Thanks to Julie at Workers Comp Insider for hosting this week’s Health Wonk Review, where I found Brian’s article.

About Louise Norris

Louise Norris has been writing about health insurance and healthcare reform since 2006. In addition to the Colorado Health Insurance Insider, she also writes for healthinsurance.org, medicareresources.org, Verywell, Spark by ADP, and Boost by ADP, and Gusto. Follow on twitter and facebook.

Comments

  1. If you own the corporation – couldn’t you arrange for your health insurance premiums to be paid by the corporation and thus completely deductible?

  2. Peggy,
    The accountant we work with told us that we have to have a group health insurance policy, paid by the corporation, in order to deduct premiums. Our individual health insurance has to be paid from a personal account, but I’m looking into the changes in tax law over the last few years regarding reimbursement of individual health insurance premiums. That would allow us to deduct the amount we reimburse, but I’m still working on making sure it’s legit before I set it up. Tax law and accounting isn’t my area of expertise quite yet!

  3. Louise:
    Are you an S corporation?
    Don Levit

  4. Don,
    Yes, we’re an S corp.

  5. Louise:
    A shareholder-employee who owns more than 2% of the outstanding stock of an S corporation is treated like a partner, not an employee. Thus, medical premiums are treated like guaranteed payments made to partners.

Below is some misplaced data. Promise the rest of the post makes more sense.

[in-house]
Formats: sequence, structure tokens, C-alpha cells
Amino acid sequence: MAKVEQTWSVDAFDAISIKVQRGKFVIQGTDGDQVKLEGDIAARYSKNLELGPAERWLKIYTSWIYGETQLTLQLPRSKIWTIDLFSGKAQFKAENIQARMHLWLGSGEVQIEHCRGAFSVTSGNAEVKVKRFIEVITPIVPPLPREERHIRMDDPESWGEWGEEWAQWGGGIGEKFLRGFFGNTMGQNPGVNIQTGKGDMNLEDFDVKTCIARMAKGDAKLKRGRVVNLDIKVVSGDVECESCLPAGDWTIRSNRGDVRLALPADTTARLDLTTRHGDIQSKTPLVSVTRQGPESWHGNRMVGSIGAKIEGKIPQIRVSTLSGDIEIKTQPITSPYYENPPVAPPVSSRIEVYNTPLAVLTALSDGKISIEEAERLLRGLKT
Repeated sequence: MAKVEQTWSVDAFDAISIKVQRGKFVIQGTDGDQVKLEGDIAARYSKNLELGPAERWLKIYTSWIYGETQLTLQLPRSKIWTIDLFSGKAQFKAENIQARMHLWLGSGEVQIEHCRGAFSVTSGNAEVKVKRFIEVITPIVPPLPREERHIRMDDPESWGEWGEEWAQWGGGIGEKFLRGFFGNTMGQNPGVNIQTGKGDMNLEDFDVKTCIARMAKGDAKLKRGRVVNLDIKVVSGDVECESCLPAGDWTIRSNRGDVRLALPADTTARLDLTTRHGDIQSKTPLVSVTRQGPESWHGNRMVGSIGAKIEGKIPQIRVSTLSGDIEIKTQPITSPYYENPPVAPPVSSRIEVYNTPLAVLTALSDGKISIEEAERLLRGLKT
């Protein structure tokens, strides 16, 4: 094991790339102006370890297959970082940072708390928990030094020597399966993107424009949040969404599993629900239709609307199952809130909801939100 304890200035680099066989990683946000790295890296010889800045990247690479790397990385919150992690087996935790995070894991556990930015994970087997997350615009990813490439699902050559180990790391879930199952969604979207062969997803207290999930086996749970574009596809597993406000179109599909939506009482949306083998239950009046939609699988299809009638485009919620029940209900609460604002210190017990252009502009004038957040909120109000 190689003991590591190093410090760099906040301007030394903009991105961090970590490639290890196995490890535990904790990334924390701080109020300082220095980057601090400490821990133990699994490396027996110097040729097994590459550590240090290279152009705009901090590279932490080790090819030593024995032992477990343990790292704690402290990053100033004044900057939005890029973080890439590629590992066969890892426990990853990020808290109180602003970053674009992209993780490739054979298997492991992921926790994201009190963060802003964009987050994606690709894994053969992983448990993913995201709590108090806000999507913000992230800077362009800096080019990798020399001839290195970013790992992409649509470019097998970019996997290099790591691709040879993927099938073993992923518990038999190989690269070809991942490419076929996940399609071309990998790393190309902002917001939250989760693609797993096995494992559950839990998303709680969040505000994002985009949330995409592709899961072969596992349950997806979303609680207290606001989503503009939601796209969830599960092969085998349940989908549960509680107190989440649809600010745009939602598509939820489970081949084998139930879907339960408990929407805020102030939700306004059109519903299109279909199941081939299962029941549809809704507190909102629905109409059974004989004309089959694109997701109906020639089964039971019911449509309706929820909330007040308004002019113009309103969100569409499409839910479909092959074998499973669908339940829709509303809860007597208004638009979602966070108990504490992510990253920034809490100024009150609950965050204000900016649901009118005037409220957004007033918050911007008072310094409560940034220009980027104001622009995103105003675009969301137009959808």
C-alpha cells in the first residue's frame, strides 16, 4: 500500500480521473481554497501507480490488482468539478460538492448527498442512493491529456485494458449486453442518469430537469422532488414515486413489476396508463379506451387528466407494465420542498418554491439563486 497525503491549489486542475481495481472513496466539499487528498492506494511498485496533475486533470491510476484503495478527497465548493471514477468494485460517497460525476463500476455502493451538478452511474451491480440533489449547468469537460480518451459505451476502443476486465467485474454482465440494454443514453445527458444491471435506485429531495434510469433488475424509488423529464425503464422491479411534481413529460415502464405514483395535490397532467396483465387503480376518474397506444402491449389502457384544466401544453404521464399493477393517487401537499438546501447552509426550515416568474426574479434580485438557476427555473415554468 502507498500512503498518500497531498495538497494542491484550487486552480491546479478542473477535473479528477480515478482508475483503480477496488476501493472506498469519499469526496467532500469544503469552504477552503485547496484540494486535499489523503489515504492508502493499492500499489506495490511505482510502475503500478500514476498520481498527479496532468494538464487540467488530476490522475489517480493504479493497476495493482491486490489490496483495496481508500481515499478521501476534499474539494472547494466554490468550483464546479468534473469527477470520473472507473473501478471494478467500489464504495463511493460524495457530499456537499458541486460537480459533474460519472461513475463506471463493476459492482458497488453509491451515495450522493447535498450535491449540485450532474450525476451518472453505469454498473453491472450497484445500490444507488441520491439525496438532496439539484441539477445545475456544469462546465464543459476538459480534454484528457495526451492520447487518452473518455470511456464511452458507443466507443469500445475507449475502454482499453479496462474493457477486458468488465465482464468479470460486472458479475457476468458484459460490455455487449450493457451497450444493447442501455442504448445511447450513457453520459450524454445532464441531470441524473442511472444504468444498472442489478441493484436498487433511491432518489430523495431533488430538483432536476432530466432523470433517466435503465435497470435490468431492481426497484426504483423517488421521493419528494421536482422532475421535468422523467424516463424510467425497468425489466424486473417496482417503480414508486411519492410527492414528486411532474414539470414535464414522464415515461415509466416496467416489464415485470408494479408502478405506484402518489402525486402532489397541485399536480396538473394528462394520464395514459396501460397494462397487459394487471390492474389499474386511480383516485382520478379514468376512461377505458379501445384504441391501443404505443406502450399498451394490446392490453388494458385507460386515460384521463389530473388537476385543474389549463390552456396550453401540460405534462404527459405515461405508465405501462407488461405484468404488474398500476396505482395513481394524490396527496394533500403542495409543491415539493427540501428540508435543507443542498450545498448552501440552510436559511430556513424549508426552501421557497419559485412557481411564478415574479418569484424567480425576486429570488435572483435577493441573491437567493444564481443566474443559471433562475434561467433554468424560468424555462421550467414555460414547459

The S corporation can deduct the premiums under section 162, and the shareholder-employee must include the premium payments in income under section 61, and cannot exclude them under section 106.
    However, you may deduct 100% of amounts paid for health insurance premiums for your family per section 162(l).
    Don Levit

  6. Don – Thanks! I’ll look further into this, I appreciate your insight here.

  7. Don,
    I’m wondering if this works for S-Corps. I’m finding that it would work for a sole proprietor, but perhaps not for a business with more than one employee. IRS Publication 535 (Business Expenses) says – “The insurance plan must be established under your business. Partners and more-than-2% S corporation shareholders can claim the self-employed health insurance deduction only if the policy is in the name of the partnership or S corporation. For sole proprietors, the policy does not have to be in the name of the business if it is in the name of the sole proprietor.” So it’s still sounding like a business with more than one employee has to have their health insurance set up under the business name (ie, a group policy) or perhaps set up an HRA in order to reimburse premiums for the employees/shareholders.

  8. Louise:
    Thanks for your reply.
    In publication 535, it states, “If an S corporation pays accident and health premiums for its more-than-2% shareholder-employees, it generally can deduct them, but must also include them in the shareholder’s wages.”